This article is being co-published by Depression and Anxiety and the American Psychiatric Association.
Should an obsessive–compulsive spectrum grouping of disorders be included in DSM-V?†
Article first published online: 2 JUN 2010
© 2010 Wiley-Liss, Inc.
Depression and Anxiety
Volume 27, Issue 6, pages 528–555, June 2010
How to Cite
Phillips, K. A., Stein, D. J., Rauch, S. L., Hollander, E., Fallon, B. A., Barsky, A., Fineberg, N., Mataix-Cols, D., Ferrão, Y. A., Saxena, S., Wilhelm, S., Kelly, M. M., Clark, L. A., Pinto, A., Bienvenu, O. J., Farrow, J. and Leckman, J. (2010), Should an obsessive–compulsive spectrum grouping of disorders be included in DSM-V?. Depress. Anxiety, 27: 528–555. doi: 10.1002/da.20705
- Issue published online: 2 JUN 2010
- Article first published online: 2 JUN 2010
- Manuscript Accepted: 31 MAR 2010
- Manuscript Revised: 30 MAR 2010
- Manuscript Received: 23 DEC 2009
- obsessive–compulsive spectrum;
- obsessive–compulsive disorder;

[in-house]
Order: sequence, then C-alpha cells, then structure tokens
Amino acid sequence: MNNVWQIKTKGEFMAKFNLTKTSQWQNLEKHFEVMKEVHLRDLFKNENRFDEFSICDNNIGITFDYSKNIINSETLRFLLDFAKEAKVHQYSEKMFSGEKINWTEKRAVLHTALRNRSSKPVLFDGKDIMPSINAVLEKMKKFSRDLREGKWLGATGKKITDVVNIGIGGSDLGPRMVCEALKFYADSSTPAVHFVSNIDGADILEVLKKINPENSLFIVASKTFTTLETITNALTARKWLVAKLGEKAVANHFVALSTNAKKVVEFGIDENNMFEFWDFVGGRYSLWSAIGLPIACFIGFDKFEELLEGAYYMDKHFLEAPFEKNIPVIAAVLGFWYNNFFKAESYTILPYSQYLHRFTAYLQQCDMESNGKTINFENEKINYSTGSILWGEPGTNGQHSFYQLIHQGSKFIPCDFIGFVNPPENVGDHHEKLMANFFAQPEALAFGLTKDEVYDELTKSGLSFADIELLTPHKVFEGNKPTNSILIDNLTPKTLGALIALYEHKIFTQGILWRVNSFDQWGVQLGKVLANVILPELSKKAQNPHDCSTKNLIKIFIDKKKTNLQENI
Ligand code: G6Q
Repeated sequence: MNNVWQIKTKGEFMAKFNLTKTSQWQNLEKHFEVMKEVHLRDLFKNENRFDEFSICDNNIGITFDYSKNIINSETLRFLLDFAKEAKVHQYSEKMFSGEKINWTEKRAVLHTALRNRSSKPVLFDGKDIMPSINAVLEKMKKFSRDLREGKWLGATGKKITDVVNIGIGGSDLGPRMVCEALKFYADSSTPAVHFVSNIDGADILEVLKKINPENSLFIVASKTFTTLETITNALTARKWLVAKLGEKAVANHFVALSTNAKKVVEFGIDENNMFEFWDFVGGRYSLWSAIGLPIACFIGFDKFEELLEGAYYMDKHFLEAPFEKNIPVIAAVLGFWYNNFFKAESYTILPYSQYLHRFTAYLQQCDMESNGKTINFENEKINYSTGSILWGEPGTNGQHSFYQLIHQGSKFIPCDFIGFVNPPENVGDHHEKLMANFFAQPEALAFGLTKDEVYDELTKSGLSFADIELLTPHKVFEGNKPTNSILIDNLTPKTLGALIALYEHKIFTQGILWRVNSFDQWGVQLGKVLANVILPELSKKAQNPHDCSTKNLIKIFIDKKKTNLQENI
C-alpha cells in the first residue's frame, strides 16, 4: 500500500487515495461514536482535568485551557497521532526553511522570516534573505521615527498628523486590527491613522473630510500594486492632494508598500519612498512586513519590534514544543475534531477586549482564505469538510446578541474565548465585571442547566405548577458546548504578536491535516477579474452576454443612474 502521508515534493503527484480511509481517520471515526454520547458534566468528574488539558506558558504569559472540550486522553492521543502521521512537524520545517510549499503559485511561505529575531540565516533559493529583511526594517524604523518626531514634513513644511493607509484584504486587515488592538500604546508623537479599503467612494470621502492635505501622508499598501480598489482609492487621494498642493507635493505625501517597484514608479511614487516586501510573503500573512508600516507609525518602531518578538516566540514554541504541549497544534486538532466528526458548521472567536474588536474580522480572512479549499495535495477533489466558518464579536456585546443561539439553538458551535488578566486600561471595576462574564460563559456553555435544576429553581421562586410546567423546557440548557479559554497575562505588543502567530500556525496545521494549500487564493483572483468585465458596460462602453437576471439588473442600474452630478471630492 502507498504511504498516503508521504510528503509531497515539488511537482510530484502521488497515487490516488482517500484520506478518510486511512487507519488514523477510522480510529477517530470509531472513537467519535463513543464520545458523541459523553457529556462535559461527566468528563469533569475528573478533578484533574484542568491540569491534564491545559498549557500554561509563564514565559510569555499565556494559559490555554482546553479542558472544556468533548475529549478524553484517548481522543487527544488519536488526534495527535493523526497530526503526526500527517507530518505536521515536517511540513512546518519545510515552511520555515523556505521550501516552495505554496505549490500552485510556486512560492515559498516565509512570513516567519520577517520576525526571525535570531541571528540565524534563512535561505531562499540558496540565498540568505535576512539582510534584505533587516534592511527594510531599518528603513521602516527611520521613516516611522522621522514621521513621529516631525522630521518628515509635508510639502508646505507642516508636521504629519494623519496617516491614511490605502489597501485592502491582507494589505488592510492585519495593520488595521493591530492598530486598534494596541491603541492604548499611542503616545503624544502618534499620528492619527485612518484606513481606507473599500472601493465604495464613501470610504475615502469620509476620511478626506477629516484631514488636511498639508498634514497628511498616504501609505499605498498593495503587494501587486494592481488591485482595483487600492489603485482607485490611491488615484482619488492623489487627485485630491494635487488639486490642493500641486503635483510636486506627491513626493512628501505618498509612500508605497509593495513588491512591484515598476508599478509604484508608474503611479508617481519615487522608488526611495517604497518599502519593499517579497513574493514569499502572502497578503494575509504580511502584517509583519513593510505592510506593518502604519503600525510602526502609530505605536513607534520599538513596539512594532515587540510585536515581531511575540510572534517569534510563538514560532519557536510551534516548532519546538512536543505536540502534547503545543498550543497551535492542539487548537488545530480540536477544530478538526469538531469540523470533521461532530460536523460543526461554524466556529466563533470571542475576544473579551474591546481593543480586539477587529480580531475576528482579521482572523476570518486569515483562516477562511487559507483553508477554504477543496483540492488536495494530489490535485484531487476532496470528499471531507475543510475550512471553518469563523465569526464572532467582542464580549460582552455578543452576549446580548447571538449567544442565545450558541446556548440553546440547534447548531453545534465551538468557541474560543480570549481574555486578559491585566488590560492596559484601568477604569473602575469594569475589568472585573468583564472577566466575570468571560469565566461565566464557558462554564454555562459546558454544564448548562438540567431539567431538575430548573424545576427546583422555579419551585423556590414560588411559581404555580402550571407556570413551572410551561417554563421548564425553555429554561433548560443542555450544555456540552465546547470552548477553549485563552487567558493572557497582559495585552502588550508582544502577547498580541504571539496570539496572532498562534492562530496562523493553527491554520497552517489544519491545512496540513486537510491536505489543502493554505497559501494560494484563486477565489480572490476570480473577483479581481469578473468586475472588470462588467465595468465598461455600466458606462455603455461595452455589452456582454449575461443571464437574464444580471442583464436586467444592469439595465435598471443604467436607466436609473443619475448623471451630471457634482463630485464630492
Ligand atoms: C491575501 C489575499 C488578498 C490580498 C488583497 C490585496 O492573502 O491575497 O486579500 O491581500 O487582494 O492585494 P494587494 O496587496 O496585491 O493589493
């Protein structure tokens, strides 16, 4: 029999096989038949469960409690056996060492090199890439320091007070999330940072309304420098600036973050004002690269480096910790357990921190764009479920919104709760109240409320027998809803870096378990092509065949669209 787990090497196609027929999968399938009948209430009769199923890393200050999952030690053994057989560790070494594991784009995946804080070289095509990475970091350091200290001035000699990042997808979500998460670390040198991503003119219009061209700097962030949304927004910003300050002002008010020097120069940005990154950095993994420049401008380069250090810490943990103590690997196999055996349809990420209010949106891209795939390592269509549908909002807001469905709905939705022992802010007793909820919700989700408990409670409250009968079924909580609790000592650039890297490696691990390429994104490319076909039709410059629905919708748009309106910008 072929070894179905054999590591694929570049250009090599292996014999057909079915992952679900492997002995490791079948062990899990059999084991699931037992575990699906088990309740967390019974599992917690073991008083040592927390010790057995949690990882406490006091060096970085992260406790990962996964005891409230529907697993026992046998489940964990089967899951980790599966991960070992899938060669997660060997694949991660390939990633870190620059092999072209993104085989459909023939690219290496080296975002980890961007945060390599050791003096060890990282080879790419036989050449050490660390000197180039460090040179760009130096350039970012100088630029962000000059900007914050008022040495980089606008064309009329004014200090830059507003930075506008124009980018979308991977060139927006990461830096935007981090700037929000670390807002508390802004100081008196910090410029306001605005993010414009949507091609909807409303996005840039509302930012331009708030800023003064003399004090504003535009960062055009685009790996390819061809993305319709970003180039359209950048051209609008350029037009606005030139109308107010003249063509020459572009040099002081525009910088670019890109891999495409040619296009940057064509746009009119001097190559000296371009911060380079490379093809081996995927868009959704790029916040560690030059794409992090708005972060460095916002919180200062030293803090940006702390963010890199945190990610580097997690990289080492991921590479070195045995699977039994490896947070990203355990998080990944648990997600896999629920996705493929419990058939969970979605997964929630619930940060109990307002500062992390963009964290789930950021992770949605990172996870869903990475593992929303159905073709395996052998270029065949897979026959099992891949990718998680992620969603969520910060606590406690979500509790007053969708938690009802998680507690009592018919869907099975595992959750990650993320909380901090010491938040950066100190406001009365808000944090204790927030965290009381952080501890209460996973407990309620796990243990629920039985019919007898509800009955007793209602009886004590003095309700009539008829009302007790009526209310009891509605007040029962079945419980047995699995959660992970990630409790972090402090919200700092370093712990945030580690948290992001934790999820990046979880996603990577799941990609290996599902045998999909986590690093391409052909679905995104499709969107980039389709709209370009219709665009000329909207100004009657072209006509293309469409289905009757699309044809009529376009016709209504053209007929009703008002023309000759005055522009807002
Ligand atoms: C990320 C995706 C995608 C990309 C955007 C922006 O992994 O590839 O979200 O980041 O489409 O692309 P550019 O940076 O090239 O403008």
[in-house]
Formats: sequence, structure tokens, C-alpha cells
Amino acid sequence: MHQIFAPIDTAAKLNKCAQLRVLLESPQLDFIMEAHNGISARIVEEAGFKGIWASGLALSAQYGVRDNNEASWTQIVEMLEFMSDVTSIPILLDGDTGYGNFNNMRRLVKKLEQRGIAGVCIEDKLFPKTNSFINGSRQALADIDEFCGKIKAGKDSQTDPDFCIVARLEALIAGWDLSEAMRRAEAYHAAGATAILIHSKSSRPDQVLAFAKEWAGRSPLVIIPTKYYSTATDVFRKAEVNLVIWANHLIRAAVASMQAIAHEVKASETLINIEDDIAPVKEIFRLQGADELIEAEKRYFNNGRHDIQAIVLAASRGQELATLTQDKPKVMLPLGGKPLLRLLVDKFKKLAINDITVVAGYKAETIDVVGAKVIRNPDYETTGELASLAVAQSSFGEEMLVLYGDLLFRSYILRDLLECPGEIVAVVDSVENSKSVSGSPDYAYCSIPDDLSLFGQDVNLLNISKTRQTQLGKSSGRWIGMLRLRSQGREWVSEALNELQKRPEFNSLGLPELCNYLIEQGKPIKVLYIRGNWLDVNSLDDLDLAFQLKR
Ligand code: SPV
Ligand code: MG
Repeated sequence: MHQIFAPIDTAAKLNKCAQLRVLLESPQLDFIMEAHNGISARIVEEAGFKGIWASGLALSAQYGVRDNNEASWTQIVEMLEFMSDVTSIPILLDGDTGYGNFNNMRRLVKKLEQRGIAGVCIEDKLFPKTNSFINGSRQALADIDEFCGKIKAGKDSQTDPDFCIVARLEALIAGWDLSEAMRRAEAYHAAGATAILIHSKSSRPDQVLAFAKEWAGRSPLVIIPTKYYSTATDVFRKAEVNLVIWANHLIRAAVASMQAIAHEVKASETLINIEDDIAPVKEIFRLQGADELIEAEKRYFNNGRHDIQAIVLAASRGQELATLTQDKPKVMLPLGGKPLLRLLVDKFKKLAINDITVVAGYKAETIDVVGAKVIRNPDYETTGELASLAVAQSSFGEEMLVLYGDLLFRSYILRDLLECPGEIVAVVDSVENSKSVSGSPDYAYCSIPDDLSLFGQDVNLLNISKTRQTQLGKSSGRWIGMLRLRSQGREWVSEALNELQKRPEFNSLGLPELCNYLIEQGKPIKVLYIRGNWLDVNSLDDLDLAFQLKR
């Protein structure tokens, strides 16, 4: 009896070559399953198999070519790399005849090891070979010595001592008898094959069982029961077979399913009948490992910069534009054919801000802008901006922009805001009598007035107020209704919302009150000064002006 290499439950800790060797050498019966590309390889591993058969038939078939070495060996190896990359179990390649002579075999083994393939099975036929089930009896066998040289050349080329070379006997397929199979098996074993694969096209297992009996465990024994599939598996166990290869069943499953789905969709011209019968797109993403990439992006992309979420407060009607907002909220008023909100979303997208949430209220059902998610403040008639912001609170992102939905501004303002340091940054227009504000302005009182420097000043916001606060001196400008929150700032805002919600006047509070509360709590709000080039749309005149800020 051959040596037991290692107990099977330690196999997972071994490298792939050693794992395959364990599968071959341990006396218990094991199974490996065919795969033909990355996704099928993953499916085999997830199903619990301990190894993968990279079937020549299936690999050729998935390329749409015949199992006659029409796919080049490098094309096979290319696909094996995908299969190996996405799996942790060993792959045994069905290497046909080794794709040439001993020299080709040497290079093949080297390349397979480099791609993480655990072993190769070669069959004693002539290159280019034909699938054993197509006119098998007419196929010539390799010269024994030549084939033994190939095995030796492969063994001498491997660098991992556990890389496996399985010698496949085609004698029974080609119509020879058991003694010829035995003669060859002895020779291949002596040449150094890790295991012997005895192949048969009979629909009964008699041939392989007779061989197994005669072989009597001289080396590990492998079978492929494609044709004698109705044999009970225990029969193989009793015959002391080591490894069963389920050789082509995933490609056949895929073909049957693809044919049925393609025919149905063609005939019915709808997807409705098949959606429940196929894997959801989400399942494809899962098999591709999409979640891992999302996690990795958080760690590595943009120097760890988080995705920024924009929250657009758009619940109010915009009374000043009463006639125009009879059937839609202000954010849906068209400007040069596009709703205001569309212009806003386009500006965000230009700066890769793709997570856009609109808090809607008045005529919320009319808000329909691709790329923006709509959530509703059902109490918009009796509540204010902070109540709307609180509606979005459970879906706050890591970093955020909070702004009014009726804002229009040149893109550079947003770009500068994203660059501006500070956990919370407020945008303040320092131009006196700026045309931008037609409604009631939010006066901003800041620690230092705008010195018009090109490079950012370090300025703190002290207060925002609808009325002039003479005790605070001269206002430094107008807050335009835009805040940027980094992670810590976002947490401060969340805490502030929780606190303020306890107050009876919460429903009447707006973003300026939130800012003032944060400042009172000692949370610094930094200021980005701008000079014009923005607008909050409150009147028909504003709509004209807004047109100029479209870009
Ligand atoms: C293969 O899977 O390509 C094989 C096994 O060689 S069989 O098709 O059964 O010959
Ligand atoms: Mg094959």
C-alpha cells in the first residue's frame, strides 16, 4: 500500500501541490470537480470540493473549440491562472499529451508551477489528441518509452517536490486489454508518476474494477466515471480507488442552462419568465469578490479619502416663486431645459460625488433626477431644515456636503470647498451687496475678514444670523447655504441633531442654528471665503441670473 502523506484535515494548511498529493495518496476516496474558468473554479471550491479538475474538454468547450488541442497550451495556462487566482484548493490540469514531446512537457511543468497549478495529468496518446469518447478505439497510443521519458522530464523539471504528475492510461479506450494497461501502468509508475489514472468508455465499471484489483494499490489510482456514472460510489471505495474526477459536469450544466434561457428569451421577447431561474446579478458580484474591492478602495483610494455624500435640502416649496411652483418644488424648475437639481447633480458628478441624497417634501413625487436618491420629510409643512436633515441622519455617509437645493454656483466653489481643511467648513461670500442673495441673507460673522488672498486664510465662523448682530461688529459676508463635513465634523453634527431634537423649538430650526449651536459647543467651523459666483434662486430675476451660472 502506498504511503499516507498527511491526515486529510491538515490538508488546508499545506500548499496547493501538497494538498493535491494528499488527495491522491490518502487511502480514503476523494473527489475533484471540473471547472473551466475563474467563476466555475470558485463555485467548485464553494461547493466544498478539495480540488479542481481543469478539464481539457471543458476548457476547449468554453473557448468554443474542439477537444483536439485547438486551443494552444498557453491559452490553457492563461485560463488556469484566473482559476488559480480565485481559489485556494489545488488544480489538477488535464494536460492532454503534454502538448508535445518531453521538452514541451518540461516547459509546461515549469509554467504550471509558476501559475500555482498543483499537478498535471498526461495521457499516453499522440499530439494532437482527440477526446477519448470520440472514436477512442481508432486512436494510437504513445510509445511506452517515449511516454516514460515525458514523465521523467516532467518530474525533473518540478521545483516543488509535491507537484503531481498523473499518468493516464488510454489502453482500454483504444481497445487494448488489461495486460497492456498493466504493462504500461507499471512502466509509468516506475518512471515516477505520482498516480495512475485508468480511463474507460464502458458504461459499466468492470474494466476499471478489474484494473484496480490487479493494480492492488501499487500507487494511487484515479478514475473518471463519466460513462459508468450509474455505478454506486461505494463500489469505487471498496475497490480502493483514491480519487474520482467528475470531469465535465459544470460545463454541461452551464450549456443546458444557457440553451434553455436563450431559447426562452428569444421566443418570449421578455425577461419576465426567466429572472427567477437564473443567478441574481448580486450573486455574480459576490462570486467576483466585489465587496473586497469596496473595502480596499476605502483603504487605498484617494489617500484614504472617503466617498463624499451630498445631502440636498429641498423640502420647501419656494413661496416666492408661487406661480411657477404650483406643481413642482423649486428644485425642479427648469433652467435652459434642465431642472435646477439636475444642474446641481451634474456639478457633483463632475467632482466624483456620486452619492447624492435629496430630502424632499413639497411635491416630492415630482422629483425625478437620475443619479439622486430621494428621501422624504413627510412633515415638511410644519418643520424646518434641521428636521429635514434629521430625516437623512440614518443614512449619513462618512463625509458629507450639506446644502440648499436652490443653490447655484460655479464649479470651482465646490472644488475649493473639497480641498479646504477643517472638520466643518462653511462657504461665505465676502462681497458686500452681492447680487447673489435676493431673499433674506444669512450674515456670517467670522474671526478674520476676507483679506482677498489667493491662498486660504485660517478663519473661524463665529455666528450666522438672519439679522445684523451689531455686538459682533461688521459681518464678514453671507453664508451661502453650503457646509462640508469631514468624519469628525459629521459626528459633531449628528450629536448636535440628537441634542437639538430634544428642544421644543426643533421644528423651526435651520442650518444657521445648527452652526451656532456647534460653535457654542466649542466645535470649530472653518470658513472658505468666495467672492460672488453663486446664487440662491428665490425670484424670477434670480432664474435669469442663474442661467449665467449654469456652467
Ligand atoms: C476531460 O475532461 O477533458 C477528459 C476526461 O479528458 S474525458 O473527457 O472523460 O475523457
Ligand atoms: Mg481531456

The obsessive–compulsive (OC) spectrum has been discussed in the literature for two decades. Proponents of this concept propose that certain disorders characterized by repetitive thoughts and/or behaviors are related to obsessive–compulsive disorder (OCD), and suggest that such disorders be grouped together in the same category (i.e. grouping, or “chapter”) in DSM. This article addresses this topic and presents options and preliminary recommendations to be considered for DSM-V. The article builds upon and extends prior reviews of this topic that were prepared for and discussed at a DSM-V Research Planning Conference on Obsessive–Compulsive Spectrum Disorders held in 2006. Our preliminary recommendation is that an OC-spectrum grouping of disorders be included in DSM-V. Furthermore, we preliminarily recommend that consideration be given to including this group of disorders within a larger supraordinate category of “Anxiety and Obsessive–Compulsive Spectrum Disorders.” These preliminary recommendations must be evaluated in light of recommendations for, and constraints upon, the overall structure of DSM-V. Depression and Anxiety, 2010. © 2010 Wiley-Liss, Inc.